Whereas some blockchain games have seemingly ignored the perils of CryptoKitties’ quick growth and long decline, others have learned from the strain it placed on the Ethereum network. Most blockchain games now use a sidechain, a blockchain that exists independently but connects to another, more prominent “parent” blockchain. The chains are connected by a bridge that facilitates the transfer of tokens between each chain. This prevents a rise in fees on the primary blockchain, as all game activity occurs on the sidechain.

Yet even this new strategy comes with problems, because sidechains are proving to be less secure than the parent blockchain. An attack on Ronin, the sidechain used by Axie Infinity, let the hackers get away with the equivalent of $600 million. Polygon, another sidechain often used by blockchain games, had to patch an exploit that put $850 million at risk and pay a bug bounty of $2 million to the hacker who spotted the issue. Players who own NFTs on a sidechain are now warily eyeing its security.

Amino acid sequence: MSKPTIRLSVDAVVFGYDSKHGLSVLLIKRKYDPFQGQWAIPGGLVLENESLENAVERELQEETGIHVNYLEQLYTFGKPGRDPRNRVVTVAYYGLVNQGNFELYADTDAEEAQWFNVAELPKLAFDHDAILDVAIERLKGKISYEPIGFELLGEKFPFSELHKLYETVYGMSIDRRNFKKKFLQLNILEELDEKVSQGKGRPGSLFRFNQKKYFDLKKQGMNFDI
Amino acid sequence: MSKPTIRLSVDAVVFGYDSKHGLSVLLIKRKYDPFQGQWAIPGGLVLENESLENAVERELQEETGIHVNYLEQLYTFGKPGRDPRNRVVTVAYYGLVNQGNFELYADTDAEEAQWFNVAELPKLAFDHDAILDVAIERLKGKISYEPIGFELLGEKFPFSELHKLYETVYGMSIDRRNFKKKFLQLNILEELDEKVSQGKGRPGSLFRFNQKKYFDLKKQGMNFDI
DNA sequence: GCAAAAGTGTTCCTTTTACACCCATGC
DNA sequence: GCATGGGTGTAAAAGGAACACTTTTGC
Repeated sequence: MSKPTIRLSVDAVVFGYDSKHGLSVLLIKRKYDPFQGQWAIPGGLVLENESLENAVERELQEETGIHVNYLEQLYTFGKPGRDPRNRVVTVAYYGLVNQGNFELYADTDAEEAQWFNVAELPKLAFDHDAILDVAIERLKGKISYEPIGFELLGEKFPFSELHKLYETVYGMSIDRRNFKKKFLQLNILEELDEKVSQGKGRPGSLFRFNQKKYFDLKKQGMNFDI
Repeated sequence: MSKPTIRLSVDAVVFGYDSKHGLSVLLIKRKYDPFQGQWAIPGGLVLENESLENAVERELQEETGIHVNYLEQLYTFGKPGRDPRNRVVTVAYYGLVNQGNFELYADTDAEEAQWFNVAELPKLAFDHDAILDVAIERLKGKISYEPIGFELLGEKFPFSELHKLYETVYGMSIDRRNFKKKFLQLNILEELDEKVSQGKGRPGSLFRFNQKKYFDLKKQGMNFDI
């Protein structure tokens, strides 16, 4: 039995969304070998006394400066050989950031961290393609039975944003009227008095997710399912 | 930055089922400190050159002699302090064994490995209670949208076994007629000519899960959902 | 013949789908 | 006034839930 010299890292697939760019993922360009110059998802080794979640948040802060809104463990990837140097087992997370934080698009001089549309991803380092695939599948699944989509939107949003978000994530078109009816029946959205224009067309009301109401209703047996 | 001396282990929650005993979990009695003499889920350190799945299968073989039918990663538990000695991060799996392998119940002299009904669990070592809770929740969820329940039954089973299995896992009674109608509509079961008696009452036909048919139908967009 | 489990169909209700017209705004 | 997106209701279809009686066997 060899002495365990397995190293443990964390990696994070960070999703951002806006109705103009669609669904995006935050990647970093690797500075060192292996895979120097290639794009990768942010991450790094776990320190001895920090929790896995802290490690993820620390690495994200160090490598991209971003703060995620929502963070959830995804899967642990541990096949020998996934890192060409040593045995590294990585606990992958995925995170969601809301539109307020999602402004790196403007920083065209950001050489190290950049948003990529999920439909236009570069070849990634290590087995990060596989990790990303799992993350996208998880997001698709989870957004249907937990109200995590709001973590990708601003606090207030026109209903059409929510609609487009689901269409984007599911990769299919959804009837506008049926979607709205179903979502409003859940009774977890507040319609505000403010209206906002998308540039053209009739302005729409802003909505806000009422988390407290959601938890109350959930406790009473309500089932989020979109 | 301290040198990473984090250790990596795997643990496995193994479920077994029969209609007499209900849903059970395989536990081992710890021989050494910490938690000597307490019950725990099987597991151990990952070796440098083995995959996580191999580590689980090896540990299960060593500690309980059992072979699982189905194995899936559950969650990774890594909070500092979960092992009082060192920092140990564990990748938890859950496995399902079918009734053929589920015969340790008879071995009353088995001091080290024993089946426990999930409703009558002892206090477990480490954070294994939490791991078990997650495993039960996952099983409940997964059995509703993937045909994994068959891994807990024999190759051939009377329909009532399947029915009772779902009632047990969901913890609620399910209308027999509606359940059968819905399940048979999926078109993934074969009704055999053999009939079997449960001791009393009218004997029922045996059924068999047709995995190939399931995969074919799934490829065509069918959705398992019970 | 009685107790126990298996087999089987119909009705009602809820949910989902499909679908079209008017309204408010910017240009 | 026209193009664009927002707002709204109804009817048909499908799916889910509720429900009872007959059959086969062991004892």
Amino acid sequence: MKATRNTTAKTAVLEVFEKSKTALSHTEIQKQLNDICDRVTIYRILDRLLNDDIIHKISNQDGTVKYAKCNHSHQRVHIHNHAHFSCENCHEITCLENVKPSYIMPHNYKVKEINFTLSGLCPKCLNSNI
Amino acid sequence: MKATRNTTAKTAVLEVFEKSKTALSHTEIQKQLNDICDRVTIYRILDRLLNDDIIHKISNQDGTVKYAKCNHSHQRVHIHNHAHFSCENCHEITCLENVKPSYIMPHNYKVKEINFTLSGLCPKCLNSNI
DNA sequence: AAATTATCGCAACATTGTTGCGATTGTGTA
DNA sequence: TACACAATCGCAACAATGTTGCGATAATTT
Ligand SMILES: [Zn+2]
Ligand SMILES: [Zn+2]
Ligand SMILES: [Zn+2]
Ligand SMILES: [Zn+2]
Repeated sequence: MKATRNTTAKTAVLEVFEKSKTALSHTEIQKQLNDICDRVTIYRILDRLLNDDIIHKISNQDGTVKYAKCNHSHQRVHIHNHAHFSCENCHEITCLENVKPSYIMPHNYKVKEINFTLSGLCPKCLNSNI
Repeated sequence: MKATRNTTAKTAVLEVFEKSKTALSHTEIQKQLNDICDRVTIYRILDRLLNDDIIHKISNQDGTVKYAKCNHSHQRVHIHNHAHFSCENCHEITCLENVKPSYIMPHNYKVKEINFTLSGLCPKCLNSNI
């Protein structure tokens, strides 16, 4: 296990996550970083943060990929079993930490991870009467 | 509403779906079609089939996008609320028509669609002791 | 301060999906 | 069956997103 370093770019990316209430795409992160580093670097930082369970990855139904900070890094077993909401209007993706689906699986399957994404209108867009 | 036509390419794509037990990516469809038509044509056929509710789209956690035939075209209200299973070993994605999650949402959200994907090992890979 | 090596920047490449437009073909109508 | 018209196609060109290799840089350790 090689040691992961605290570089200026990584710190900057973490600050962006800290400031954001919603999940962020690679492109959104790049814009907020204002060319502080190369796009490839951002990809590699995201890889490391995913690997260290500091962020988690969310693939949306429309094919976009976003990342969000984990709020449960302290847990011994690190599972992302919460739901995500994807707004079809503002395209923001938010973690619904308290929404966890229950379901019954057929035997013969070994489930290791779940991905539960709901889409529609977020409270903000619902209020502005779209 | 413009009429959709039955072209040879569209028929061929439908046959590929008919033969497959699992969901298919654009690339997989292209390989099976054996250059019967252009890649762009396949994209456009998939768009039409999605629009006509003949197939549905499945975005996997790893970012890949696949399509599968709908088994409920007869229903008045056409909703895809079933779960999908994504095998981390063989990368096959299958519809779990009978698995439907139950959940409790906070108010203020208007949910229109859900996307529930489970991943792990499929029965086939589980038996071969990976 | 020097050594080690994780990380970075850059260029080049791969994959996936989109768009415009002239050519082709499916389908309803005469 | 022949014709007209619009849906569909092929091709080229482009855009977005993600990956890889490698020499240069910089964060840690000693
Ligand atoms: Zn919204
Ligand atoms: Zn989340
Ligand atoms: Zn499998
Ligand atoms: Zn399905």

Remember Dragon

The cryptocurrency wallet that owns the near million dollar kitten Dragon now holds barely 30 dollars’ worth of ether and hasn’t traded in NFTs for years. Wallets are anonymous, so it’s possible the person behind the wallet moved on to another. Still, it’s hard not to see the wallet’s inactivity as a sign that, for Rabono, the fun didn’t last.

Whether blockchain games and NFTs shoot to the moon or fall to zero, Bladon remains proud of what CryptoKitties accomplished and hopeful it nudged the blockchain industry in a more approachable direction.

“Before CryptoKitties, if you were to say ‘blockchain,’ everyone would have assumed you’re talking about cryptocurrency,” says Bladon. “What I’m proudest of is that it was something genuinely novel. There was real technical innovation, and seemingly, a real culture impact.”

This article was corrected on 11 August 2022 to give the correct date of Bryce Bladon's departure from Dapper Labs.

This article appears in the September 2022 print issue as “The Spectacular Collapse of CryptoKitties.”